There will be times when investors will want exposure to bonds, and the duration that comes with them.  

But the key is being able to turn the dial on that exposure when necessary – you need an agile portfolio. One that uses unconventional instruments as a source of uncorrelated returns – think derivatives in credit, equity protections and alternate currency positions.

The Ruffer portfolio is an uncorrelated and liquid alternative, both to equity risk and fixed income risk. In September, we held protections which actively offset interest rate risk of the inflation-linked bonds in our portfolio. We were able to move swiftly, and to take advantage of depressed prices to benefit when the Bank of England intervened to restore stability.

Being nimble and focusing relentlessly on the preservation of capital will be essential as markets move deeper into uncertain territory.

But what about the argument which says lightning won’t strike twice – bond investors won’t make the same mistake again? After all, Nick Carraway, our bond salesman from earlier, warned his neighbour and friend, “You can’t repeat the past.”

But it’s Gatsby’s response which may provide the lesson for asset allocators. “Can’t repeat the past? he cried incredulously. Why of course you can!”

DC pensions schemes and their investors must learn the lessons from the UK gilt debacle. Because in a world which promises ever more risk and volatility, we must be prepared for the unlikely – not least, history repeating itself.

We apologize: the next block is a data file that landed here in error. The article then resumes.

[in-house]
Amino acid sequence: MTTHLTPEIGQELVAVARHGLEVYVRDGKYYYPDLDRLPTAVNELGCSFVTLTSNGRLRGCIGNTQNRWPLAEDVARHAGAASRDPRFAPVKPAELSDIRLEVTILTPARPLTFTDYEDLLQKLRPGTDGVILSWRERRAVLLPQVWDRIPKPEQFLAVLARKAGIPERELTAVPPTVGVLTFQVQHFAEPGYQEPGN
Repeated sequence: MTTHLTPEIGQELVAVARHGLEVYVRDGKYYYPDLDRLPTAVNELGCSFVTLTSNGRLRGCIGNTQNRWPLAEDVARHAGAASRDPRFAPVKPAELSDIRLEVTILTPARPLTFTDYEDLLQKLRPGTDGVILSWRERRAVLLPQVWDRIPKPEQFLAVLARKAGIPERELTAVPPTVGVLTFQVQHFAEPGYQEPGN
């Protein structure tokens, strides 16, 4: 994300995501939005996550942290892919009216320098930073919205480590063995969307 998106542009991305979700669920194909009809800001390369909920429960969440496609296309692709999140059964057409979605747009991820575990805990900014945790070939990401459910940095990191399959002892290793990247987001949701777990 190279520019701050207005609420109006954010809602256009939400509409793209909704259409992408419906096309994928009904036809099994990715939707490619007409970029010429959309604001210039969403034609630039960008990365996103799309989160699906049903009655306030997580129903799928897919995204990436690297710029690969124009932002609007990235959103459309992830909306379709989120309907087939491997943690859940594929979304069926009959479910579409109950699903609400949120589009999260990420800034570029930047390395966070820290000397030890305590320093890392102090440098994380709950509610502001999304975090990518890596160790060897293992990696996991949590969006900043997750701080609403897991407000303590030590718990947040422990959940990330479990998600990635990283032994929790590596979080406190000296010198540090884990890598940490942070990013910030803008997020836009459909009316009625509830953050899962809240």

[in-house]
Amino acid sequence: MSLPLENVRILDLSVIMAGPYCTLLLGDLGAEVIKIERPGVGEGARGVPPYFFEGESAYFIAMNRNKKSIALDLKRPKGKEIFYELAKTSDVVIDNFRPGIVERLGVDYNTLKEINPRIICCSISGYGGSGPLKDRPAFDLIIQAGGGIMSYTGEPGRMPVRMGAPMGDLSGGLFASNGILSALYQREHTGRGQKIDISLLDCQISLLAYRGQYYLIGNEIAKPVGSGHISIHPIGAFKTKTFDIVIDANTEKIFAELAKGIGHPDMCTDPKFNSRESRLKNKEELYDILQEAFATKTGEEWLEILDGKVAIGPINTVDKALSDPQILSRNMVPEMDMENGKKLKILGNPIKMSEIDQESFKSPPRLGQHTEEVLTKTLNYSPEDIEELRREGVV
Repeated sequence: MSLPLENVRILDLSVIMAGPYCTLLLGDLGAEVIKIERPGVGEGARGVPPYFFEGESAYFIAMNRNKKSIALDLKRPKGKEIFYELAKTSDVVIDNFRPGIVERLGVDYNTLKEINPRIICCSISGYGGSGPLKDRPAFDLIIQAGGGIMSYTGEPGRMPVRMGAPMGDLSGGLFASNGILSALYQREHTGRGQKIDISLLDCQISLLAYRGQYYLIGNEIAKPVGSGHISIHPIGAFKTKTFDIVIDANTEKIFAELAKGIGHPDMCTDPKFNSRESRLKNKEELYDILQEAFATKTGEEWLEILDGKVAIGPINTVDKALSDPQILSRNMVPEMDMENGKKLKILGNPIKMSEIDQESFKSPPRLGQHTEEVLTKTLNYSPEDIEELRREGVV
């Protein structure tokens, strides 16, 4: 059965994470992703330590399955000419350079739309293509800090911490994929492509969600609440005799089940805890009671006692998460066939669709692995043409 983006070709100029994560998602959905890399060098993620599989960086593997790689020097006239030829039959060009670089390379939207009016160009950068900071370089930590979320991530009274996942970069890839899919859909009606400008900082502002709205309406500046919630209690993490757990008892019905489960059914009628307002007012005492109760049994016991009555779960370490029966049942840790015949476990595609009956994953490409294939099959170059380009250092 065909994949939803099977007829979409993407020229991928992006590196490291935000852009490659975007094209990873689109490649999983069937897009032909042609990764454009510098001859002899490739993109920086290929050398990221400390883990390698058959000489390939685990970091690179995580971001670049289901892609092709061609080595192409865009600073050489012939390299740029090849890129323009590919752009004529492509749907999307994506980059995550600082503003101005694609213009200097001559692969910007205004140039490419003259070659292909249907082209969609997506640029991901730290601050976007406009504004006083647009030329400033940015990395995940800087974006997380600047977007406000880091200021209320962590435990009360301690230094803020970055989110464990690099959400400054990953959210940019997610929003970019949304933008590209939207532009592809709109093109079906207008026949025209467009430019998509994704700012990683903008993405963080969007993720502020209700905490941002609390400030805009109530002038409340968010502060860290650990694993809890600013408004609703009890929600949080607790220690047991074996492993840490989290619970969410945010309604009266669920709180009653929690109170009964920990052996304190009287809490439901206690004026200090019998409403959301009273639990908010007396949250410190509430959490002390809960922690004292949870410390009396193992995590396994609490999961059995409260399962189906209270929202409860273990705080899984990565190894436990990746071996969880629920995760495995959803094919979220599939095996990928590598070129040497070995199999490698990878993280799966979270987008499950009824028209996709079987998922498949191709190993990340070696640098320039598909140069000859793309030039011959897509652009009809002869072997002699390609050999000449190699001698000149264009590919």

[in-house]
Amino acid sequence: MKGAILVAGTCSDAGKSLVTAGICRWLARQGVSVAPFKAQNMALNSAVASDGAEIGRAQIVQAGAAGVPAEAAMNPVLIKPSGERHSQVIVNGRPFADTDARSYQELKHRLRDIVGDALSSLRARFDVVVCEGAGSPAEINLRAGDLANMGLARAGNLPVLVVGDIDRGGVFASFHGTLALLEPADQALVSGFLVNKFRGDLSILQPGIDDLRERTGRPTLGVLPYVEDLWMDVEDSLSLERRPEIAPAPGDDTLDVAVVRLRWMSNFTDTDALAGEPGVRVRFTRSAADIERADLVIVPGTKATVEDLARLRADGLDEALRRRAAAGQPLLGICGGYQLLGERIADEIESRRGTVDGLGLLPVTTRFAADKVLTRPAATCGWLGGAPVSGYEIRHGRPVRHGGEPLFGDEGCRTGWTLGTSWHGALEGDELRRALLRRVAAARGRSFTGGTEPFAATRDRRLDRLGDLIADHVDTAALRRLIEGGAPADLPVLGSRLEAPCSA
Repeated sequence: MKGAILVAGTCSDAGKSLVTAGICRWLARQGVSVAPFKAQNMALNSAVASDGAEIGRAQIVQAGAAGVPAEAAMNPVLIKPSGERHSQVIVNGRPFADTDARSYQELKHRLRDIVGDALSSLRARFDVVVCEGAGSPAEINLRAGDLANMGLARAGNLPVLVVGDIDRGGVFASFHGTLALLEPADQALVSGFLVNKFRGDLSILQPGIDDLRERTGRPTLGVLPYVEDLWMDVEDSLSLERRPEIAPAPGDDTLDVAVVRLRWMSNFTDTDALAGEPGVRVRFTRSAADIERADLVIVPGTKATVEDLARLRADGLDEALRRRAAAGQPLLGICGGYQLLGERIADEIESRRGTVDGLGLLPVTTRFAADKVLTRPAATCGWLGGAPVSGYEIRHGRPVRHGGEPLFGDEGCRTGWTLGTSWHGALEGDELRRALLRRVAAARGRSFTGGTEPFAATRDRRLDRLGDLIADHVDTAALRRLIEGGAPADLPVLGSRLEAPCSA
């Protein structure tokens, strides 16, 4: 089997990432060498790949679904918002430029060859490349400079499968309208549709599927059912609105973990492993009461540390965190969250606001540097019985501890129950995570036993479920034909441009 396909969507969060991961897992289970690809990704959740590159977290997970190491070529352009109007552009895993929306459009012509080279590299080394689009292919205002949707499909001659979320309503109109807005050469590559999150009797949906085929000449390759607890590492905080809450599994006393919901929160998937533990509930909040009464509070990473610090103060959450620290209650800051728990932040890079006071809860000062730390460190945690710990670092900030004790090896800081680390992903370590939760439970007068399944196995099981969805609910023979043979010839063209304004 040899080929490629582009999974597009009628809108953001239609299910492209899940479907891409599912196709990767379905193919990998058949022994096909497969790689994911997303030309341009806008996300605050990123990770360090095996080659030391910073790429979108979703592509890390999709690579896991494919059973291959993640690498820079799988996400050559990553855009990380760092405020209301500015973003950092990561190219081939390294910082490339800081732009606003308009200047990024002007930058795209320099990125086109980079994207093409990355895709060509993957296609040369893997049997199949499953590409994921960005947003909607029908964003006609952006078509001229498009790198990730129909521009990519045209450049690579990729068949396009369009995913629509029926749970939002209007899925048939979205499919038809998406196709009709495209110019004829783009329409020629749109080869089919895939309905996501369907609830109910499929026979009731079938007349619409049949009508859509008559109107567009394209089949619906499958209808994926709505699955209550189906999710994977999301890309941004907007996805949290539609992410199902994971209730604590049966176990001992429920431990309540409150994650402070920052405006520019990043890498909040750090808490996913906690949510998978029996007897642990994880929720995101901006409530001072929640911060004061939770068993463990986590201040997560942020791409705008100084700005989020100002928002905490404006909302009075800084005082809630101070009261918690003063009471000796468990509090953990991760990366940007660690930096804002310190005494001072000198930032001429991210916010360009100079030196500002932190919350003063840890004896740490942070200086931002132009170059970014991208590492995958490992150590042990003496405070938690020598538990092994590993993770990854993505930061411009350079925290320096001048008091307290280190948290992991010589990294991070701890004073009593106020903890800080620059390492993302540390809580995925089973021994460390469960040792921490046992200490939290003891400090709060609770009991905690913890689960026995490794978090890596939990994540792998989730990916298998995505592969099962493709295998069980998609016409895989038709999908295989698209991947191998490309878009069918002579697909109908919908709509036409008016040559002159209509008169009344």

DC pensions
Investor behaviour is both instinctive and learned. Low interest rates have taught investors to allocate to ever-riskier assets in the pursuit of returns. The cost of doing so, in the form of low or negative 'risk-free' rates, was minimal. But with rising interest rates, the risk-free rate now carries value - investor behaviour may be forced to change once again.
Read
DC pension schemes
Conventional strategies have served defined contribution (DC) pension scheme investors well for the past half century. But this year – as inflation has taken hold and policymakers scramble to contain it – the vulnerability of bonds and equities has been laid bare.
Read

Chart source: Bloomberg, data to 27 September 2022

The views expressed in this article are not intended as an offer or solicitation for the purchase or sale of any investment or financial instrument, including interests in any of Ruffer’s funds. The information contained in the article is fact based and does not constitute investment research, investment advice or a personal recommendation, and should not be used as the basis for any investment decision. References to specific securities are included for the purposes of illustration only and should not be construed as a recommendation to buy or sell these securities. This article does not take account of any potential investor’s investment objectives, particular needs or financial situation. This article reflects Ruffer’s opinions at the date of publication only, the opinions are subject to change without notice and Ruffer shall bear no responsibility for the opinions offered. Read the full disclaimer.

London
80 Victoria Street
London SW1E 5JL
Edinburgh
31 Charlotte Square
Edinburgh EH2 4ET
Paris
103 boulevard Haussmann
75008 Paris, France